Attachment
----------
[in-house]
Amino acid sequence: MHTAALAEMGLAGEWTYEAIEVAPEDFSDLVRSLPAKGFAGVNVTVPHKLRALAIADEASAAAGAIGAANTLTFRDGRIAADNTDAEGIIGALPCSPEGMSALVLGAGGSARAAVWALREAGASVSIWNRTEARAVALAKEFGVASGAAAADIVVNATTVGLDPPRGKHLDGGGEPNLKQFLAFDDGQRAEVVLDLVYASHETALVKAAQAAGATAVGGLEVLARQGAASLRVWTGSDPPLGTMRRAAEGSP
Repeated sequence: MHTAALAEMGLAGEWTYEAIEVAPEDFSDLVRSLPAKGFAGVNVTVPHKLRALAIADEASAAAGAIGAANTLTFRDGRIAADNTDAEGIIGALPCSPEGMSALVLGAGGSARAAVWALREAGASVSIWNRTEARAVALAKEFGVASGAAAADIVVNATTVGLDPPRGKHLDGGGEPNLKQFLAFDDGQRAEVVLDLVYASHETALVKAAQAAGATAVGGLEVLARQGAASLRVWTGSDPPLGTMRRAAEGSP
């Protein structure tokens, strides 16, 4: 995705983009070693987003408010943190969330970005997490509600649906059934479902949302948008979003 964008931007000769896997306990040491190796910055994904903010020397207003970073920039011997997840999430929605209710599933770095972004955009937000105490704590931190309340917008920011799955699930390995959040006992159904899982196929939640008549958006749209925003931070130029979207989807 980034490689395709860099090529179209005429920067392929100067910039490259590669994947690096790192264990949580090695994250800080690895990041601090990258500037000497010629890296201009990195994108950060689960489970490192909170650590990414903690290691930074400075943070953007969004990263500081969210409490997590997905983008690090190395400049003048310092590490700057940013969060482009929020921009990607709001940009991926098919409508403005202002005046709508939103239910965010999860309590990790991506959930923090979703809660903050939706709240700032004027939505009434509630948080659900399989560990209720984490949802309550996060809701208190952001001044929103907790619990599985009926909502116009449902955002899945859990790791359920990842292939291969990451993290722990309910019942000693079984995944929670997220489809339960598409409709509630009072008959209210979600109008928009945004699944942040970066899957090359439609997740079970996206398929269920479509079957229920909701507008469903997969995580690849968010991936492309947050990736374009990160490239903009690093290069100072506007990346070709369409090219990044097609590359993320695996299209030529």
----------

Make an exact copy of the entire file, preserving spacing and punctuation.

[in-house]
Amino acid sequence: MHTAALAEMGLAGEWTYEAIEVAPEDFSDLVRSLPAKGFAGVNVTVPHKLRALAIADEASAAAGAIGAANTLTFRDGRIAADNTDAEGIIGALPCSPEGMSALVLGAGGSARAAVWALREAGASVSIWNRTEARAVALAKEFGVASGAAAADIVVNATTVGLDPPRGKHLDGGGEPNLKQFLAFDDGQRAEVVLDLVYASHETALVKAAQAAGATAVGGLEVLARQGAASLRVWTGSDPPLGTMRRAAEGSP
Repeated sequence: MHTAALAEMGLAGEWTYEAIEVAPEDFSDLVRSLPAKGFAGVNVTVPHKLRALAIADEASAAAGAIGAANTLTFRDGRIAADNTDAEGIIGALPCSPEGMSALVLGAGGSARAAVWALREAGASVSIWNRTEARAVALAKEFGVASGAAAADIVVNATTVGLDPPRGKHLDGGGEPNLKQFLAFDDGQRAEVVLDLVYASHETALVKAAQAAGATAVGGLEVLARQGAASLRVWTGSDPPLGTMRRAAEGSP
């Protein structure tokens, strides 16, 4: 995705983009070693987003408010943190969330970005997490509600649906059934479902949302948008979003 964008931007000769896997306990040491190796910055994904903010020397207003970073920039011997997840999430929605209710599933770095972004955009937000105490704590931190309340917008920011799955699930390995959040006992159904899982196929939640008549958006749209925003931070130029979207989807 980034490689395709860099090529179209005429920067392929100067910039490259590669994947690096790192264990949580090695994250800080690895990041601090990258500037000497010629890296201009990195994108950060689960489970490192909170650590990414903690290691930074400075943070953007969004990263500081969210409490997590997905983008690090190395400049003048310092590490700057940013969060482009929020921009990607709001940009991926098919409508403005202002005046709508939103239910965010999860309590990790991506959930923090979703809660903050939706709240700032004027939505009434509630948080659900399989560990209720984490949802309550996060809701208190952001001044929103907790619990599985009926909502116009449902955002899945859990790791359920990842292939291969990451993290722990309910019942000693079984995944929670997220489809339960598409409709509630009072008959209210979600109008928009945004699944942040970066899957090359439609997740079970996206398929269920479509079957229920909701507008469903997969995580690849968010991936492309947050990736374009990160490239903009690093290069100072506007990346070709369409090219990044097609590359993320695996299209030529």